- With the experience of operating almost every kind of aircraft the IAF operates, the naval leadership understands air power.
- This applies to the Indian Army too, in its own way.
- Confidence needs to be developed that rightly staffed apex joint organisations can draw up professional operational plans for air power.
- Enhancing military education: Confidence building will need some effort in the short term towards enhancing professional military education though, at the staff level.
- Analysis before implementation: Major reorganisations must strictly follow the sequence of written concepts, their refinement through consultation, simulation or table top war gaming, field evaluation and final analysis before implementation.
- This would help address command and control, asset adequacy, individual service roles, operational planning under new circumstances and the adequacy of joint structures.
- Who gets to lead what also matters.
- The Western Command between the Indian Army and the IAF, the Northern Command with the Indian Army, Maritime Command with the Indian Navy and the Air Defence Command with the IAF may be an acceptable formula.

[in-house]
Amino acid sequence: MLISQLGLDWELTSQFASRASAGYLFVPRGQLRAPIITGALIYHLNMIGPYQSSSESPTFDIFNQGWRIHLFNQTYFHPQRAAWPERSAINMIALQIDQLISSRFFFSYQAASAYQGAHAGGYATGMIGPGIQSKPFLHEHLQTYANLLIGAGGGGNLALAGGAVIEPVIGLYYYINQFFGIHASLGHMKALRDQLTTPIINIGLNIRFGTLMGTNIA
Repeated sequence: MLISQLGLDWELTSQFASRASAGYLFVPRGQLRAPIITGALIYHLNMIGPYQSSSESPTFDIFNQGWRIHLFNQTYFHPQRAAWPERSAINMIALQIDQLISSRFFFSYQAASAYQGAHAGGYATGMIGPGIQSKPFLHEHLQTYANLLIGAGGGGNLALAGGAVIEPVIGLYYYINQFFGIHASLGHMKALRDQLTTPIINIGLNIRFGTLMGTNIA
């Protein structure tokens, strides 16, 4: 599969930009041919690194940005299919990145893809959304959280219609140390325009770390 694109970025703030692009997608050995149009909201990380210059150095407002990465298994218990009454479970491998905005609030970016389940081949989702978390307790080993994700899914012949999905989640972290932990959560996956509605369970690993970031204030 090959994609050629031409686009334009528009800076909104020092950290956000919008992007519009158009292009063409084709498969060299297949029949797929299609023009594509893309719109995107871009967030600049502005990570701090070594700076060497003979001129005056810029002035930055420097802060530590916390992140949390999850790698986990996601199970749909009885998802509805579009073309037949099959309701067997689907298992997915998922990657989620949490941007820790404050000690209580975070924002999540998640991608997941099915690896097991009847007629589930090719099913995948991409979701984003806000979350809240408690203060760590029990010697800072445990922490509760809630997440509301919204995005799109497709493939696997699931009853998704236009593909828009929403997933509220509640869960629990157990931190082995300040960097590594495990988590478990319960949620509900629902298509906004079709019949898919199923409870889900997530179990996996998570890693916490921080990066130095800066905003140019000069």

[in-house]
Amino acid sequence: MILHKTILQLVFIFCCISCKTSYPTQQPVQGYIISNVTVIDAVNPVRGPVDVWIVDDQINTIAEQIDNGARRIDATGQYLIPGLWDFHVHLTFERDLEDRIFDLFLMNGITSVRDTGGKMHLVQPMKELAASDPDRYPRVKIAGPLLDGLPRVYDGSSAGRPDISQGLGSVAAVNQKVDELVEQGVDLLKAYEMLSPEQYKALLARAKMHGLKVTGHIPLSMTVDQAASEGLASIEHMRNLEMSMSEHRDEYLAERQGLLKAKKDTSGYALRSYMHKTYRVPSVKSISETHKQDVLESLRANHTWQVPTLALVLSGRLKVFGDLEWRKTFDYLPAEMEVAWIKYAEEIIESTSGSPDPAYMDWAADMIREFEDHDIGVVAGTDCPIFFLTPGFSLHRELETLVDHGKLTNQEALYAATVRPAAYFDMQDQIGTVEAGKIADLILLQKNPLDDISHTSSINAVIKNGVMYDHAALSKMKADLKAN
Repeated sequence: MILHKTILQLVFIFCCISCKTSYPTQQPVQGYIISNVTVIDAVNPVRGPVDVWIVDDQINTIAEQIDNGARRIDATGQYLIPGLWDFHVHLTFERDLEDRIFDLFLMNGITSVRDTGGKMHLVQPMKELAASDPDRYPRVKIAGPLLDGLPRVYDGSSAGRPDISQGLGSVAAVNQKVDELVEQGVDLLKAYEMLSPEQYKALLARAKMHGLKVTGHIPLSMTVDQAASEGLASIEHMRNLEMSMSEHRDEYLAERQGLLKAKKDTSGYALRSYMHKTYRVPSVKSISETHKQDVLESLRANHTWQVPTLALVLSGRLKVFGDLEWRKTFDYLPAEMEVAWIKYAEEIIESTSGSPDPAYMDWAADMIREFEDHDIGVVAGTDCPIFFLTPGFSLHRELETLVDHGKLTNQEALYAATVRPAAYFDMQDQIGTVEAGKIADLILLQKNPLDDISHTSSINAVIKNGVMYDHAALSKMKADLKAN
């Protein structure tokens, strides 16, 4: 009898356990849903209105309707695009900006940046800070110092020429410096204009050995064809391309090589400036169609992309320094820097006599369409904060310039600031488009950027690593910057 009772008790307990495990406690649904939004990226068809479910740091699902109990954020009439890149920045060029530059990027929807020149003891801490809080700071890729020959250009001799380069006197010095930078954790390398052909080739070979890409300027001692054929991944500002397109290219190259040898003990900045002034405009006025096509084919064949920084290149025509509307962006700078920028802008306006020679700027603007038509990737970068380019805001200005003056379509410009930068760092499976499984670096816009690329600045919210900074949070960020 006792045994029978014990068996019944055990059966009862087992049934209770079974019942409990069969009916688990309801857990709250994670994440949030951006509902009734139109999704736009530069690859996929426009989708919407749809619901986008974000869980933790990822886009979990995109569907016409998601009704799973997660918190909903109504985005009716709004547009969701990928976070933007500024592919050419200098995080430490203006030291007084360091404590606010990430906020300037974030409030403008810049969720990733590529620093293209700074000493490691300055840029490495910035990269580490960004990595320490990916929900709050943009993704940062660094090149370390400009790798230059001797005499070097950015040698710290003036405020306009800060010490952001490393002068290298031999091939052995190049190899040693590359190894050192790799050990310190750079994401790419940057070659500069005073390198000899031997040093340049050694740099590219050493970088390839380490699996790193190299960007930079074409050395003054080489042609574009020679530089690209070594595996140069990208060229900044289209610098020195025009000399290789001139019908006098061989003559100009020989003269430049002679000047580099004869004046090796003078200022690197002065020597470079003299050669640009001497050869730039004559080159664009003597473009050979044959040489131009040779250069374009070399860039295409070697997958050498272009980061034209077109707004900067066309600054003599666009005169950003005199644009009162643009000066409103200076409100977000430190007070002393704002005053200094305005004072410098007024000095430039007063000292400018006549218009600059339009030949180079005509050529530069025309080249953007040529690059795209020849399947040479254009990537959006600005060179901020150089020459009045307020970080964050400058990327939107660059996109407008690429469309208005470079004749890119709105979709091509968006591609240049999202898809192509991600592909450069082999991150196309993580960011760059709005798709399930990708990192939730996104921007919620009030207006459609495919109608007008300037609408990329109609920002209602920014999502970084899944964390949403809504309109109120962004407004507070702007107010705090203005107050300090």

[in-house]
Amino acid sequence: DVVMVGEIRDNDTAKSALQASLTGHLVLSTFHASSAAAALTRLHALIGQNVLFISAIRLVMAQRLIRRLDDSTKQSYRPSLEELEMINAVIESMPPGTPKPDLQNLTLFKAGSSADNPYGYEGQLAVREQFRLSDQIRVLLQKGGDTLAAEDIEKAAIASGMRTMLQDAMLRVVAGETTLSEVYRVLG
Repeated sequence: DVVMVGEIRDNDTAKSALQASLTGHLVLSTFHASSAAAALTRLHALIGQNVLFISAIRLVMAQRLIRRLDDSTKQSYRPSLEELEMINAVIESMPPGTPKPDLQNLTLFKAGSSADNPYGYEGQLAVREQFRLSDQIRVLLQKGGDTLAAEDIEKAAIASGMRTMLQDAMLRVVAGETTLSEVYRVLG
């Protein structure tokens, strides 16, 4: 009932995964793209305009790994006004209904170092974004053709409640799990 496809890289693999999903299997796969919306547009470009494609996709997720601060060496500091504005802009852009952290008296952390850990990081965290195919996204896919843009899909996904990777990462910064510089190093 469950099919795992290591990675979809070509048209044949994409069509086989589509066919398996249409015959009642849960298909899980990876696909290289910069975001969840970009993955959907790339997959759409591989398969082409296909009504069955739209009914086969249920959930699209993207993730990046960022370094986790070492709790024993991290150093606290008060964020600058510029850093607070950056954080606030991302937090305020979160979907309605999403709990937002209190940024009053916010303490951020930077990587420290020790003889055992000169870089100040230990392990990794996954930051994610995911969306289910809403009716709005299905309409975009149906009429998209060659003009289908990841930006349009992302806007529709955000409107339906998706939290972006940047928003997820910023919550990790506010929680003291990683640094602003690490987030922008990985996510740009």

- With dwindling budgets, a steadily deteriorating security situation and the march of technology, the armed forces understand the need to synergise.
- Challenges in co-existence: Different services do not co-exist well where they are colocated.
- Bitter fights over land, buildings, facilities, etc. harms optimal operational synergising.
- Allocation challenge: Then there is the issue of giving each other the best, or of wanting to be with each other.
- Lack of operational charter: The Andaman and Nicobar Command suffered from the lack of a substantial operational charter, and the services not positioning appropriate personnel or resources there.
- Lack of interest in joint tenure: As a joint tenure did not benefit career, no one strove for it.
- The U.S., when faced with the same problem, made joint tenures mandatory for promotions.
Steps to be taken
- Security strategy: We need a comprehensive National Security Strategy to guide the services develop capacities required in their respective domains.
- Professional education: We need to transform professional education and inter-service employment to nurture genuine respect for others.
- Mutual resolution of difference: The armed forces must resolve their differences among themselves, as the politicians or bureaucrats cannot do it.
- Quality staff: Good quality staff, in adequate numbers, at apex joint organisations, will help to reassure individual services and those in the field that they are in safe hands.
- Tailored approach: There is need for the acceptance of the fact that what works for other countries need not work for us.
We may need tailor-made solutions which may need more genuine thinking. For genuine military jointness, a genuine convergence of minds is critical.
Editorial 02 :- Implications of EU’s new GHG emissions law for Indian industry